This correctly translates the file:/// URIs to vfs:/// URIs. However, the new problem is - the timerservice jar is an exploded deployment. VFS.getChild() for that path leads to a vfs:/// URI with a trailing slash in the end (as documented in that API). Something like: vfs:///home/me/jboss/wc/jbossas/trunk/build/target/jboss-6.0.0-SNAPSHOT/server/default/deploy/jboss-ejb3-timerservice-mk2.jar/ . The MainDeployerImpl, however, internally stores the deployment against vfs:///home/me/jboss/wc/jbossas/trunk/build/target/jboss-6.0.0-SNAPSHOT/server/default/deploy/jboss-ejb3-timerservice-mk2.jar (note that there's no trailing slash). This again effectively leads to deployment not found exception.

                       

                      In short, I don't (yet) have a way to pass in the correct deployment name without any hacks and without making that deployer too brittle. I'll see if I can workaround this issue, but if you know of some easy way to fix this, then let me know.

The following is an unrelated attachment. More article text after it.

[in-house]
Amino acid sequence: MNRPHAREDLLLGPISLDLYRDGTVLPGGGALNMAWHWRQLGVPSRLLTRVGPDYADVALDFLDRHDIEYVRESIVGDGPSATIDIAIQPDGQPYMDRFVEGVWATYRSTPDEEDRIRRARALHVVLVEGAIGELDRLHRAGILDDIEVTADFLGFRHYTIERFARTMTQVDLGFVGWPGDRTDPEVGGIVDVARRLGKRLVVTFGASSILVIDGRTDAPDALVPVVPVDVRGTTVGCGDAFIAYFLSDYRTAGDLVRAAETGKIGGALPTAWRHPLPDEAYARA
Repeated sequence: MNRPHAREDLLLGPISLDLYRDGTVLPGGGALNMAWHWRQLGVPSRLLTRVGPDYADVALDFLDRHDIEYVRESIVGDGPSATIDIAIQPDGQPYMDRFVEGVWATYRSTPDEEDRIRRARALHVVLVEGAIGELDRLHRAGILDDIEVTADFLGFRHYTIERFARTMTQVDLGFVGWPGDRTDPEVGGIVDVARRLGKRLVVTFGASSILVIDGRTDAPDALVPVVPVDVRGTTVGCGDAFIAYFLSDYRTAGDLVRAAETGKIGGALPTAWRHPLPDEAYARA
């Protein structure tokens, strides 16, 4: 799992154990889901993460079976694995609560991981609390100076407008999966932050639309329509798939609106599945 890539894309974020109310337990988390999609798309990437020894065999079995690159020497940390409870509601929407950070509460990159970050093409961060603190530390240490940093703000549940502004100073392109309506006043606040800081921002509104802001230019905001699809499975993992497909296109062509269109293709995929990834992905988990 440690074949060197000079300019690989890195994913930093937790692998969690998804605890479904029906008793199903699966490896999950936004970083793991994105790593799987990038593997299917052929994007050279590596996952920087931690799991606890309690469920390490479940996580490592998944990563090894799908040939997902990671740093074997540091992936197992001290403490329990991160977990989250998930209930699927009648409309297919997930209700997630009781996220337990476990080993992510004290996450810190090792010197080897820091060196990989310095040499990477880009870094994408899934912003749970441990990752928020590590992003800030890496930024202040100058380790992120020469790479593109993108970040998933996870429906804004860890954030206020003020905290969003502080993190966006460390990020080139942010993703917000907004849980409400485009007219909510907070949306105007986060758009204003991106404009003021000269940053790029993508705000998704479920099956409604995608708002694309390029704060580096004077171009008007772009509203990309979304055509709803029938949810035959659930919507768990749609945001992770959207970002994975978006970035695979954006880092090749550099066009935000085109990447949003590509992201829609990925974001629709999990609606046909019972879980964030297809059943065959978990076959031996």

• 8. Re: AS bootime improvement - On demand deployment of EJB3 timerservice
                        Ales Justin Master
                        In short, I don't (yet) have a way to pass in the correct deployment name without any hacks and without making that deployer too brittle. I'll see if I can workaround this issue, but if you know of some easy way to fix this, then let me know.

                        What exactly do you need to load from that timer service jar?

                         

                        Since what about if we used the jboss-deployment.xml to the full extent?

                        e.g. setup lazy classloading filter, and MC/VDF would automagically push that deployment fwd when certain class is needed